Dumaguete Trike Drivers

I have tremendous respect for Dumaguete’s trike drivers… these men work very hard, 12-15+ hours per day, driving all over the city.  I can go out as early as 5:00am and find a trike on the street and a driver happy to take me wherever I need to go.

Trikes downtown

The fare from my house to the heart of the city costs P8 (about $0.20), and the driver will take me door to door.  If I’m going to the ATM and ask the driver to wait and bring me back home, I have never had a driver said “no.”  They are happy to take a break while I wait in line, knowing they have earned a higher fare.  Being a chatty person, I always strike up a conversation with my driver as soon as I get in the trike.  It never ceases to amaze me how well we can communicate — English is so widely spoken here, and I throw in what little Visayan (the local dialect) I have learned, which makes the drivers smile.  “Oh, you speak Visayan?”  I respond with “gamay” (which means “little”), and they love it!  From there the standard “where are you from,” and “how long have you been here” questions come, along with “are you married,” “where is your husband,” and “do you have children?”  I recall reading — before we moved here — that Filipinos love to talk and learn about people, and this is absolutely true.  “How old are you,” a question that most would find offensive in the United States, seems to be commonplace here, and I never mind answering.

Often I ask my driver if he will make a few stops for me, and the answer is always sure!  We might stop at the ATM, the pet store and then a sari-sari before returning to my house.  Or it’s evening, and I take a trike to pick up (incredibly delicious) chicken for dinner at Jo’s Chicken.  I always bag up an extra piece of chicken and a drink for my driver.   If we stop at the sari-sari, I will grab an extra bottle of cold water for him.  Small tokens like this go a long way here, and the drivers are always so appreciative (and quite honestly surprised).

Sadly, many foreigners here have earned a reputation for being cheap when it comes to service, which absolutely appalls me.  We have been welcomed into this beautiful country with open arms, yet I have heard foreigners complain that a trike driver “ripped me off for P10.”  (Really?  Your driver, who works 12-15 hours per day to support his family, is ripping you off for a whole P10?   Have you taken a taxi in New York lately?)  I will proudly admit that my husband and I consistently over-tip trike drivers, servers at restaurants and anyone we have hired to do yardwork or a job inside the house.  We’ll buy them drinks and food – because we appreciate them, their hard work, their genuine smiles and the long hours they keep.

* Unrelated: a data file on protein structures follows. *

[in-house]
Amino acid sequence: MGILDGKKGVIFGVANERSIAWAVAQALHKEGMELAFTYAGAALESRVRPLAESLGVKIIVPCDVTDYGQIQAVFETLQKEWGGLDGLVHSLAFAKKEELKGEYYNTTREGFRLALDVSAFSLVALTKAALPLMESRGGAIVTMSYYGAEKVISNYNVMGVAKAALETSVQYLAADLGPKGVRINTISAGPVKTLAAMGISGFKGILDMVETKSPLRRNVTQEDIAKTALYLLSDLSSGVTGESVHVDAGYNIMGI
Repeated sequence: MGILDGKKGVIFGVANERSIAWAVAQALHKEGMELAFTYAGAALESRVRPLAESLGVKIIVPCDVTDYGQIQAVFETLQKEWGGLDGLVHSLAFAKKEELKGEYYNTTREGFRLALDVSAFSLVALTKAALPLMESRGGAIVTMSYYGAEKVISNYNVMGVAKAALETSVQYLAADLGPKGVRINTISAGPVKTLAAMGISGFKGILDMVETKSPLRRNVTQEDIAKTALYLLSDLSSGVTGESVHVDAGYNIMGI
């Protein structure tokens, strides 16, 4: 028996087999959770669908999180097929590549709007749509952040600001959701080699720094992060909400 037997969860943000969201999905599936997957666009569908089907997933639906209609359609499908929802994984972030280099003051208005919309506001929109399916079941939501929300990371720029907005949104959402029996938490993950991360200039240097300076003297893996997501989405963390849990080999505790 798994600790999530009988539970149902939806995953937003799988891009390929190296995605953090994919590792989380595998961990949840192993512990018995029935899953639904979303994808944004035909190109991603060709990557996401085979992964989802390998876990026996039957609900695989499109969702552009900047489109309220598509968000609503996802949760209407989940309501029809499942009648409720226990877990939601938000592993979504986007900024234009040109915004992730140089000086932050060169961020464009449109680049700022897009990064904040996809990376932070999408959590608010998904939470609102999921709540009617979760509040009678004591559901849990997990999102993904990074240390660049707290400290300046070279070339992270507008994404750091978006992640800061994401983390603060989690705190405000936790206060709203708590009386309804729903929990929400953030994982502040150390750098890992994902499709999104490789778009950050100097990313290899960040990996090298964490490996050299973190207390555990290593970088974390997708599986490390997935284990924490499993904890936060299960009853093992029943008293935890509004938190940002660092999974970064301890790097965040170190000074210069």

As a result, we have numerous drivers’ names and numbers stored in our cellphones.  If we send a text, asking if the driver is available (even as early as 4:30am the next morning) to take us to the pier to meet a ferry to Cebu, you know what?  They say yes.  I think they enjoy our company as much as we enjoy theirs — sure, they know they will be paid well, but my husband and I also know we will have wonderful, friendly service, so it’s a win-win for everyone.

Welcome to My Philippines Diary!

The Philippines is truly an incredible place, a “secret” that lucky expats from around the globe have known for quite some time.  Now an “expat” myself, I am enjoying a relaxed, peaceful life here, having been graciously welcomed and then surrounded by all of the beauty this country has to offer.  Since moving here in August of 2009, I continue to experience something new almost every day, and I have created this online diary to share my experiences and observations.  A slight twist — these are coming from a female expat’s perspective, which I think is a bit unusual.

I invite you to read About Me, where I share our relocation experience to Dumaguete, and I encourage your email subscription to continue following our Filipino adventure.  There will be much more to come, including photographs and interactive pages — I welcome your comments and suggestions!